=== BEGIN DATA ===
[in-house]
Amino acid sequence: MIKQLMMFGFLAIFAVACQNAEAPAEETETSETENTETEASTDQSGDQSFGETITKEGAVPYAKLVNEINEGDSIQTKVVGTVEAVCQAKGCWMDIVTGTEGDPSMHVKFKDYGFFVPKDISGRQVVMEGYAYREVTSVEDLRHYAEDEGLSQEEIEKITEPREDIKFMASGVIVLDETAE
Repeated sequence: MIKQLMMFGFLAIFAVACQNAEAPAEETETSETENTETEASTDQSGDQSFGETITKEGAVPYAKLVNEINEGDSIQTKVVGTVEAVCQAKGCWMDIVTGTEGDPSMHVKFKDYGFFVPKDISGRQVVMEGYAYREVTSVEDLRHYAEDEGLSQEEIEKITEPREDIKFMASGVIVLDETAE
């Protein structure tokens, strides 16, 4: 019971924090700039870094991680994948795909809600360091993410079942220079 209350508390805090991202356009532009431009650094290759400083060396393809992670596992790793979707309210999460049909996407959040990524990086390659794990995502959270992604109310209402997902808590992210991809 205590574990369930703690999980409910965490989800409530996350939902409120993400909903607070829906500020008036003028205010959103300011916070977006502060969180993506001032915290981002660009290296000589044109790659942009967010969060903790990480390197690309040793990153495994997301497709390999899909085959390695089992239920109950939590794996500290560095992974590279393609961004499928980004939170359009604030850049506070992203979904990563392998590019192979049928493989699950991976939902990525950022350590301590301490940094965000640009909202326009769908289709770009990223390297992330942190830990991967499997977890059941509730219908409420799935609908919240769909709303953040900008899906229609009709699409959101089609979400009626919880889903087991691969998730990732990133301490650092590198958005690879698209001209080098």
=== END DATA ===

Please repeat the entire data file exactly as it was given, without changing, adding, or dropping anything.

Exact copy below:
[in-house]
Amino acid sequence: MIKQLMMFGFLAIFAVACQNAEAPAEETETSETENTETEASTDQSGDQSFGETITKEGAVPYAKLVNEINEGDSIQTKVVGTVEAVCQAKGCWMDIVTGTEGDPSMHVKFKDYGFFVPKDISGRQVVMEGYAYREVTSVEDLRHYAEDEGLSQEEIEKITEPREDIKFMASGVIVLDETAE
Repeated sequence: MIKQLMMFGFLAIFAVACQNAEAPAEETETSETENTETEASTDQSGDQSFGETITKEGAVPYAKLVNEINEGDSIQTKVVGTVEAVCQAKGCWMDIVTGTEGDPSMHVKFKDYGFFVPKDISGRQVVMEGYAYREVTSVEDLRHYAEDEGLSQEEIEKITEPREDIKFMASGVIVLDETAE
């Protein structure tokens, strides 16, 4: 019971924090700039870094991680994948795909809600360091993410079942220079 209350508390805090991202356009532009431009650094290759400083060396393809992670596992790793979707309210999460049909996407959040990524990086390659794990995502959270992604109310209402997902808590992210991809 205590574990369930703690999980409910965490989800409530996350939902409120993400909903607070829906500020008036003028205010959103300011916070977006502060969180993506001032915290981002660009290296000589044109790659942009967010969060903790990480390197690309040793990153495994997301497709390999899909085959390695089992239920109950939590794996500290560095992974590279393609961004499928980004939170359009604030850049506070992203979904990563392998590019192979049928493989699950991976939902990525950022350590301590301490940094965000640009909202326009769908289709770009990223390297992330942190830990991967499997977890059941509730219908409420799935609908919240769909709303953040900008899906229609009709699409959101089609979400009626919880889903087991691969998730990732990133301490650092590198958005690879698209001209080098």